Sunday, 23 November 2014

Vicar's Study: Presence by Patsy Rodenburg

My latest church placement has me in the centre of Oxford, a place where people treat having a PhD how the rest of the country treats having a smattering of GCSEs. It's pretty standard to find yourself sitting next to a Professor of Philosophy or, in my case, someone who just a couple of months ago was lecturing me as part of my Theology degree. To add to these esteemed clientele there is also the small matter of the church being impossibly grand with every role done to absolute perfection. It is completely intimidating.

A few weeks ago I went to visit our Voice Coach at college to get a few tips for holding my own in this new world in which I have found myself. I felt so nervous leading services in that setting that I found it hard to connect to the words on the page in front of me. Quite frankly I just wanted to get to the end of the page unscathed! She asked me how I was approaching it so far and I said 'Well, I just fake confidence and no one seems to really notice.' She smiled at me knowingly and sent me off with some homework to look up the work of Patsy Rodenburg on Presence and to come back to her.
Patsy trains actors for a living and, as you can see in this clip, first came up with her theory of Presence on the basis of mulling over what people mean when they say that some actors have 'it' and other simply do not. Call it what you like, presence or the X factor(!), on some level we all know it when we see it. Whether that is at a play or watching a film where the actor just connects in an extraordinary way or whether it is the flip-side and experiencing a disconnection in our interaction with someone. You know how it goes, the lights are on but no one is home! We know when we are experiencing real human connection and it is that connection, that the person is bringing who they are to the table, that makes the interaction real and influential.
Patsy's theory is based around three circles. The First Circle is someone who is withdrawn, hiding from the world as a form of protection. Their body language is hunched, their voice is soft and quiet, they are drawn into themselves. On the other hand a Third Circle person is completely out there. People in Third Circle take up lots of space, speak really loudly and have a presence that can come across as overbearing. Third circle can be controlling. It keeps people in their place but it doesn't deep down connect to the other. And lastly there is a Second Circle. The Second Circle person connects. They have 'it' because you are seeing the real deal. They have the confidence to let you see the truth about who they are. Patsy argues that for a number of careers, including being a Religious Leader, you must operate predominantly in Second Circle.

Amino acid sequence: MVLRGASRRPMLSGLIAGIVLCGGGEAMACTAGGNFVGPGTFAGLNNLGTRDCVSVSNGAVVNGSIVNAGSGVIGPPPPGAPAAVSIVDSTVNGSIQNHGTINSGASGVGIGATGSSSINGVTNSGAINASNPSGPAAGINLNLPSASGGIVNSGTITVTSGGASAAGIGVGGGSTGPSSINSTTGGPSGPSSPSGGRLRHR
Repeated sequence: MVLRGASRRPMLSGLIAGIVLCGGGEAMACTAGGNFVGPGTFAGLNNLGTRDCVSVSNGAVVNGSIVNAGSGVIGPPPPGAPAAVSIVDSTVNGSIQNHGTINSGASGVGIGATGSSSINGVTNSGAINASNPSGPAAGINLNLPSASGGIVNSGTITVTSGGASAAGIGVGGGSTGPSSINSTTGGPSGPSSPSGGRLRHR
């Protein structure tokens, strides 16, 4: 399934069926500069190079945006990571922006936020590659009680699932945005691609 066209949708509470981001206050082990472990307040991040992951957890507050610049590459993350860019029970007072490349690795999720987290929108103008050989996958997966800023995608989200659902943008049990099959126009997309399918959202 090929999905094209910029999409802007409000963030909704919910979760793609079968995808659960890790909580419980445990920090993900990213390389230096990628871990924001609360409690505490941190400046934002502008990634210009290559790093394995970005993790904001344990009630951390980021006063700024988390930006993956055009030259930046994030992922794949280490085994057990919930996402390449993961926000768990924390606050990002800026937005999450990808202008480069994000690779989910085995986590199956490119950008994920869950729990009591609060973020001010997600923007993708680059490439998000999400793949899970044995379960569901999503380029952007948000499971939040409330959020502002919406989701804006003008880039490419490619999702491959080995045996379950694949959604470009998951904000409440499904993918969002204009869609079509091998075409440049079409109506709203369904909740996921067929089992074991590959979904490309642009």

This all makes an awful lot of sense to me because I have seen it over and over again. Whether it is one on one or from the pulpit people need to see the real you to get anything from the message that you are bringing. Too often sermons land way over people's heads because they don't come from a real and vulnerable place in the person who is speaking. Connecting with people means being willing to take the walls down. It means growing in real confidence and it means not being afraid to show people who you really are.

So there we have it, I've talked myself into quite a corner, haven't I? This book has made me realise that I need to continue on the road to genuine confidence in this setting because it is the only way I will really be able to do my job well. It has made me reassess what it is about this environment that makes me doubt myself. It is one of my core values that everyone is equal and should be treated as such. As great as it is to be intelligent, it is just as great to be creative. As wonderful as it is to have eloquence, it is just as wonderful to be able to speak from the heart in whatever words you have. Flare can be learned but integrity runs much deeper.

Being present means offering to others the most precious thing you have, yourself. Only then will people really trust you, really know you and really connect to what it is that you bring. That is no small task but, I'm convinced, it is a worthwhile one.

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